LAPD begins crowd control training

By Rachel Uranga
The Daily News of Los Angeles
 Chuck Remsberg's Handling Protesters, Part 1
 Handling Protesters, Part 2

LOS ALAMITOS, Calif. Under pressure from civil-rights groups, the LAPD began training all its officers in crowd control Tuesday to avoid a repeat of the May Day melee in which women, children and reporters were shoved and shot at with rubber bullets during an immigration-rights rally.

The 10-hour session at the Joint Forces Training Base in Los Alamitos dubbed the 21st Century Mobile Field Force Training Doctrine came after complaints from civic groups and police union officials that many of the officers involved in the May 1 clash with demonstrators at MacArthur Park had not been properly trained.

``If we are going to learn lessons from MacArthur Park, training is not the only issue, but it's a significant one,'' said John Mack, the former Urban League head who now is president of the five-member Los Angeles Police Commission.

Dozens of people, including news reporters covering the event, were wounded May 1 when riot gear-clad officers fired rubber bullets into a crowd that included women and children.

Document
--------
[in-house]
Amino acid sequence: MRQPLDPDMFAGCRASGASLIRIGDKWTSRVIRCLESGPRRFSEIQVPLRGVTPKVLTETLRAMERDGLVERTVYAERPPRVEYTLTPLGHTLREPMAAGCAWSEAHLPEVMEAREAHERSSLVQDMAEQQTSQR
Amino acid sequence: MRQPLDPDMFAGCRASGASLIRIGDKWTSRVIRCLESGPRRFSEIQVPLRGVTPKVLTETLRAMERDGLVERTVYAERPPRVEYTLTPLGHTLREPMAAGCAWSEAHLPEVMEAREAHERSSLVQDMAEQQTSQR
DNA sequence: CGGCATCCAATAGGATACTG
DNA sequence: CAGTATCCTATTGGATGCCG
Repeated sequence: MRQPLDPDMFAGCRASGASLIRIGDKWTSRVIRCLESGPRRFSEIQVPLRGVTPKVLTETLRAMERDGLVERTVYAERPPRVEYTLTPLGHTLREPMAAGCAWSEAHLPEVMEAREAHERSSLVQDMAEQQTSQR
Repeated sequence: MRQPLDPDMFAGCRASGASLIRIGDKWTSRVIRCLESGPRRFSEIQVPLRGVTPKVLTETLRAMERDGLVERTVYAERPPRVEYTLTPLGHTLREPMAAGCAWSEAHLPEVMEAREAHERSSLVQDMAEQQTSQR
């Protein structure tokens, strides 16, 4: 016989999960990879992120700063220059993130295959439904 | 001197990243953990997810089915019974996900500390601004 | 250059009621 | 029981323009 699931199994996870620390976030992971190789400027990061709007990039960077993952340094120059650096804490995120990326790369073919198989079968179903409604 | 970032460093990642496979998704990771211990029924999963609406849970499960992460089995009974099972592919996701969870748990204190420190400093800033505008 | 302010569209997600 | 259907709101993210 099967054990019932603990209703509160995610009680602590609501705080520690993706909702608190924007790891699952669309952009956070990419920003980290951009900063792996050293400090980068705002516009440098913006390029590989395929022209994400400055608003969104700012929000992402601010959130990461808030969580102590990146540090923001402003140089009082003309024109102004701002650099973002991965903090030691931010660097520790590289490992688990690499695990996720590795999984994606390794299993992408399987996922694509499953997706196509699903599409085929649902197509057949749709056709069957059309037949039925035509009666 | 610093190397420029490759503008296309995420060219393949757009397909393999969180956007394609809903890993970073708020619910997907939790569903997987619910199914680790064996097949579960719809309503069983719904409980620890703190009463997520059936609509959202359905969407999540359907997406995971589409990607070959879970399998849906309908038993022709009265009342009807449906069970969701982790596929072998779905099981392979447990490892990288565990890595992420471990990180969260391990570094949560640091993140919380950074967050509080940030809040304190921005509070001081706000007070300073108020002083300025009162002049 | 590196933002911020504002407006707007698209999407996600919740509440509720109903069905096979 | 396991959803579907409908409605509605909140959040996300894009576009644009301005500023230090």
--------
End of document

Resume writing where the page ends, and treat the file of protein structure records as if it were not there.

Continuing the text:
Videotaped images of the altercation were broadcast around the world, creating an uproar that forced Los Angeles Police Chief William Bratton to publicly apologize and caused Mayor Antonio Villaraigosa to cut short a trade mission in Mexico.

Bratton subsequently reassigned two of the commanders in charge of overseeing the demonstration.

On May 30, he announced that Deputy Chief Mike Hillman would head a newly formed unit that would focus on crowd control. Over the next nine months, more than 5,000 officers will be trained in skills ranging from the use of batons to the placement of officers at demonstrations.

``This is only one part of the many changes that we will go forward with in the next several months,'' Bratton said. ``We are totally changing the way we train personnel.''

Officials with the Los Angeles Police Protective League were unavailable for comment Tuesday.

Hillman said a key to the training is teaching police how to strategize and plan for contingencies.

A preliminary internal investigation found that the LAPD's command structure and coordination broke down May 1. Police said they were under attack from a small group of agitators throwing rocks and bottles, but they failed to isolate or arrest the offenders. There was no media safety zone, as is LAPD policy, and it was unclear who provided commands to sweep everyone from the crowded park.

Inspector General Andre Birotte, who is conducting one of three investigations into the clash, said it could take several more months for authorities to identify which officers used force that day.

So far, only the two top commanders have been disciplined and several in the department say it could be at least until the end of the year before any officers are identified.

Copyright 2007 Tower Media, Inc.

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